I blogged a few years ago on Wordpress about how I was reading. Mostly it still seems to be accurate. Still trying to balance male and female, and add diversity.

One thing I'd done since then was make a separate list of books that I'd basically acquired on a whim, by an author I'd never heard of before, and only had one book by that author. Really, I pulled them all off of my shelves and then ended up stacking them on the disused pool table in our basement. So I added a sixth stroke to the cycle, for trying these books, and giving myself the permission to give up on the book if it doesn't grab me. Because normally I just read the book to the end anyway.

I've found a few decent authors that way, particular Rosemary Kirstein ("The Steerswoman" was great, but I was blown away by the sequel, "The Outskirter's Secret"), Jon Skovron, Jaida Jones & Danielle Bennett, Joe Zieja, and Charles Palliser.  I also found a few decent books that I finished but probably won't seek out the authors again, and several duds that I did not get through.

I'm still doing a lot of rereads--doing a lot of series, with some standalones in between, and slower rereads of Discworld, Dick Francis, and Star Trek. For a while it's been less of "series that I enjoy" and more of "series that I haven't read for a long time". Like the Thomas Covenant books, or the Incarnations of Immortality, or the Fifth Millennium series, or, most recently, the Deryni books.

For the record: the Thomas Covenant books seem to have held up pretty well (with the huge proviso that you have to get past the rape in the first book, which not everybody should be expected to do), and I've even started the Last Chronicles.  The Incarnations of Immortality start off well, but I was not imagining the decline, and I had apparently completely forgotten about the pedophilia apologism in the last book; I think I've weeded all but the first off my shelf.  The Fifth Millennium books are mostly pretty good, but I feel like they'd do better if I just took out the first book, S.M. Stirling's "Snowbrother", so we can pretend Sh'kaira isn't a bad person.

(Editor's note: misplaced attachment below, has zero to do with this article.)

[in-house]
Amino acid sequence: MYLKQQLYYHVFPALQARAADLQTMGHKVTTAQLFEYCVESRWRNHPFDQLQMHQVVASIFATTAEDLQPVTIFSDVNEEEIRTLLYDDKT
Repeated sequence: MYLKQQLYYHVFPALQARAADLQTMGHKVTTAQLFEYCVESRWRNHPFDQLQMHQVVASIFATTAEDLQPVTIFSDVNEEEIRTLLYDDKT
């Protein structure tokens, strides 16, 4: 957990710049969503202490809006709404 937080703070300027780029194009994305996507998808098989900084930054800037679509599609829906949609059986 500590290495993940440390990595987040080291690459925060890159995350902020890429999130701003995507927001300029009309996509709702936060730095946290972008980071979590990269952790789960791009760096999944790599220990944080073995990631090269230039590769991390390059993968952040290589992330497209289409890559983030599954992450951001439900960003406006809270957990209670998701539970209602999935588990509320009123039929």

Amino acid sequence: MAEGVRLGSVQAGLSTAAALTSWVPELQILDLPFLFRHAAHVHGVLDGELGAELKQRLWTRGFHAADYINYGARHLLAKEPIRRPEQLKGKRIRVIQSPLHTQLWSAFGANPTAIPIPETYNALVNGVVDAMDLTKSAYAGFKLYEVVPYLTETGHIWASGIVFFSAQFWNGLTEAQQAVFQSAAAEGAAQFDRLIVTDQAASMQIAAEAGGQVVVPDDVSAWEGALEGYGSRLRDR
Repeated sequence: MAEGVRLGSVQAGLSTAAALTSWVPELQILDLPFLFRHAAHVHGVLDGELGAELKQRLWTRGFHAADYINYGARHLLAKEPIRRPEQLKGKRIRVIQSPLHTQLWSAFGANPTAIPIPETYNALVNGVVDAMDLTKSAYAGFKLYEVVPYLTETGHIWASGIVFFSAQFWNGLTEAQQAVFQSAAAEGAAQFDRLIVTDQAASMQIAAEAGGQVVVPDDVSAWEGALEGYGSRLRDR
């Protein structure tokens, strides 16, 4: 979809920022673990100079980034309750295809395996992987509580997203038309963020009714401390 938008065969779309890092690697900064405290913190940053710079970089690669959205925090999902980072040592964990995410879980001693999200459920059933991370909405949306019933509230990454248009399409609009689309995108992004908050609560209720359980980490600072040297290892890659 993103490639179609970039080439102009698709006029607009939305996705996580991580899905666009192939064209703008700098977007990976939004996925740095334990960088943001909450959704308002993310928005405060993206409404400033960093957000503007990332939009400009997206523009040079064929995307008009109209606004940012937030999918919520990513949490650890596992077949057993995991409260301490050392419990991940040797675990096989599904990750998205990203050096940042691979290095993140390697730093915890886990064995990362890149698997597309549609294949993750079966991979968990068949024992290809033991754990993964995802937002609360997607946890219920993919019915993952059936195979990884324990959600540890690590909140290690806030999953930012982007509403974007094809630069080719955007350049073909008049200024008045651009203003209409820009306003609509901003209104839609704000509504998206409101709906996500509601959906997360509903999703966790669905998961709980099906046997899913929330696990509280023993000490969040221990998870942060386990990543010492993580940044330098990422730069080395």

I'm still on my Deryni series reread. I know for a fact I got into these because of the mentions in Dragon Magazine, as part of a psionics-focused issue (I believe it was Issue #78), so I've never been able to see the Deryni "magic" as anything but psionics. They came out originally as several trilogies in non-chronological order; I read them in chronological order, with the Camber trilogy first before the original Deryni trilogy (which it precedes by a century or two), and then a sequel trilogy to each. (There's more besides those, but I haven't read them.)

The Camber trilogy was not bad; it gets a little downbeat towards the end, as persecution of Deryni starts, but the frequent high-handedness of some of our main characters feels like ample justification. The sequel trilogy gets pretty dark at times, but it was actually better than I had remembered. The Deryni trilogy itself was...not great. The main characters are not great, and the whole trilogy ends with a major confrontation that...gets wrapped up in a very unsatisfactory way. Like...let's say that ASOIAF ended with the Starks facing off against the Lannisters...and then suddenly one of the Lannisters revealed they'd been a (previously unknown) Lannister enemy in disguise the whole time and they'd just poisoned all the Lannisters and so the Starks got to win.

I've been showing a peculiar dedication to my 100-book-per-year Goodreads goal, too, and I've been trying to set regular reading quotas. Mostly this has been four or five days per book, sometimes more of the book is longer (I took seven days to get through Stephen King's "Duma Key"). You'd think this wouldn't work for reading 100 books a year, but I'm usually done my quota before supper, and then I can snatch a little bit more reading in the evening, like nonfiction books, or comics, and some of that counts as well, so it's mostly been working out.  (And I started off the year frontloading it with a few short novellas, to get an early lead, so that also helped.)

Before I go on to the next Deryni trilogy, though, I've decided to reread "Les Misérables"--even the bits about the bishop and Waterloo and stuff--so we'll see how that works.  I've got like a two-book lead right now. We'll see if that's enough.

MORE
11/7 '22 1 Comment
Formidable! I've re-read Les Misérables also, of course, and it does lend itself to discovering or re-discovering important ideas. It wasn't for nothing that Hugo was interred in the Panthéon.
Brian Rapp 11/8 '22